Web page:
I had two very good reasons for crouching beside the main table at my sister’s wedding; my parents could not see what I was doing and I needed more alcohol.
The dance floor stretched out behind me, but people weren’t dancing anymore. I reached up to grab the wine glasses left by other guests and quickly downed whatever remained in them. The bar had closed at 11pm and I could not allow the feeling I had to wear off. I had been having a grand old-time flirting with the valet, riding around in the golf cart, and dancing.
Plus, I’m an alcoholic which means that once I start, I can’t stop.
By the end of my high school career, people would offer me platitudes, “You just need to learn how to drink,” they would say. Or “you just need to find your limit.” What they didn’t understand at the time, and what I had struggled to understand since my first drink at age 12, was that I couldn’t learn how to drink, nor did I have a limit. I didn’t want a limit. I found it ludicrous to just have one drink or one puff or one pill.
All I really wanted was to stop hurting people or scaring them with my substance use. I wanted to stop going to the hospital for alcohol poisoning, stop coming home drunk with my shirt on backwards, stop running away from my friends blackout drunk in New York City. I didn’t want my parents to find drugs in my purse. I didn’t want to dump friends because they didn’t support my drinking or to miss getting ready for the prom with friends because I had to pick up drugs. I didn’t want mom to have to rescue me after I got pulled over without a license and past curfew
I could go on but you get the picture. The desire to numb myself with drugs and alcohol seeped into everything. I chose my friends and boyfriends based on who wanted to do what I wanted to do and I refused to form relationships with my family because I couldn’t waste my time on them. The anxiety created by my bad behavior led me to make poor decisions, even while sober. I acted out aggressively toward my parents and boyfriends and I turned down job, educational and relationship opportunities because I was so afraid of failing.
Freshman year of college, I got into trouble. Two months into the first semester I was forced to see a drug and alcohol counselor. At the same time, I was seeing a therapist recommended through the university for my anxiety and depression. My parents came to visit me and the only person I introduced them to was a very skinny boyfriend. My mom sobbed and I couldn’t wait for her to leave so I could use drugs.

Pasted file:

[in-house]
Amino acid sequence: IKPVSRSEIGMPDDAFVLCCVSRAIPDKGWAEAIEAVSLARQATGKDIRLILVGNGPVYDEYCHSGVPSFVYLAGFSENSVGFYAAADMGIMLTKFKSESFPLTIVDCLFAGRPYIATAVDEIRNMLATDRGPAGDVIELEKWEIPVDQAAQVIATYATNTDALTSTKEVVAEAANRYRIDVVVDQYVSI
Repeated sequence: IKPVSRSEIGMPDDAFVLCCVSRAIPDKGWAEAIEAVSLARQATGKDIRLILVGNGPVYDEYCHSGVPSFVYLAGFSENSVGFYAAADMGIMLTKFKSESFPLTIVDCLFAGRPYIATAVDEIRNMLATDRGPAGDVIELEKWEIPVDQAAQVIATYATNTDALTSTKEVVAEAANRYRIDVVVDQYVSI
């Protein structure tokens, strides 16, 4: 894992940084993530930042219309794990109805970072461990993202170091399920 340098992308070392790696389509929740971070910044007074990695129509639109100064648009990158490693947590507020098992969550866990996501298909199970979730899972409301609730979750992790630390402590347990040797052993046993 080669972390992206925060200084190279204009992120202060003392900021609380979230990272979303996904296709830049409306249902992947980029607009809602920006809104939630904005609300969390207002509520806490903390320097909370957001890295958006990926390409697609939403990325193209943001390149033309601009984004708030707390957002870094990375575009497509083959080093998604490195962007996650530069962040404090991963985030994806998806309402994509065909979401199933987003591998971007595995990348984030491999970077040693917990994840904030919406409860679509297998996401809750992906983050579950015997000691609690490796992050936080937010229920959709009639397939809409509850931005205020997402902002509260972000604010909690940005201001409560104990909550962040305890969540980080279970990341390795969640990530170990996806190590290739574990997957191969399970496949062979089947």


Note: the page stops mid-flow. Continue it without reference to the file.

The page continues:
The drug and alcohol counselor told me to try a twelve-step program. I brushed her off. Then, at the beginning of the second semester, I woke up in a hospital in one of the worst parts of Boston. I had no memory of how I had ended up there. I thought I had lost everything. There had been a massive snow storm and the taxi I took home from the hospital hit a curb and had to drop me off at a nearby train station. I rode the T an hour home with hospital pants on.
My therapist told me that if I didn’t stop drinking, she couldn’t continue seeing me. I came to her office every single week and told her how badly I wanted to kill myself. I didn’t know what to do. I tried my first twelve-step meeting in January 2014. My sister’s wedding was in July of 2014.
So, I’m crouched behind a table drinking the remains of other people’s alcoholic beverages. At the beginning of the night someone had handed me a glass of champagne and I drank it without a thought to sobriety or to the consequences of my drinking. By the end of the night, I blacked out. My last memory of that night was me doing accents on the shuttle back to the hotel.
I had been going to twelve step meetings for several months and learning about alcoholism and the twelve steps but I hadn’t done any real work on myself yet. All I had done was admit to my parents that I had a problem. I imagine that it was both a relief and a heartbreak for them. My parents didn’t say a word to me that night. That night I needed to have my own experience. Not only did I always get angry when people tried to stop me from drinking, but I would feel the shame and remorse with twice the force the next morning without anyone pointing it out for me.
“Are you okay?” My dad asked. He had come into my room to check on me, still not mentioning the drinking. I grunted. “I’m going to take a shower,” I told him, mostly so he would leave because I was so embarrassed. He did. I was too hung over to stand up in the shower so I lay in the bath, absolutely miserable. I didn’t believe in a God but the twelve step program had introduced me to the concept so I opened my mouth and I said, “God, please help me.”
My experience is not completely typical, if there is such a thing. I believe that the universe confronted me with the fact that I could not fix myself. I needed outside help. That day a miracle happened to me, and I stopped drinking.
There are times to speak up and there are times to be silent. I hope that anybody struggling with a substance abuse issue, or trying to help someone who is, can trust their gut to navigate these issues. I’m so grateful that my parents and my friends, in the wisdom they didn’t even know they had, knew when to be silent and when to speak up.
Victoria Kiarsis is a graduate of Emerson College where she studied Writing, Literature, and Publishing. She is currently working at a study abroad company and nannying while she applies to MFA programs for Creative Writing. She loves dogs, collecting vinyl records, and running. She has been published in blogs such as Emotionally Naked. Feel free to reach out to her here.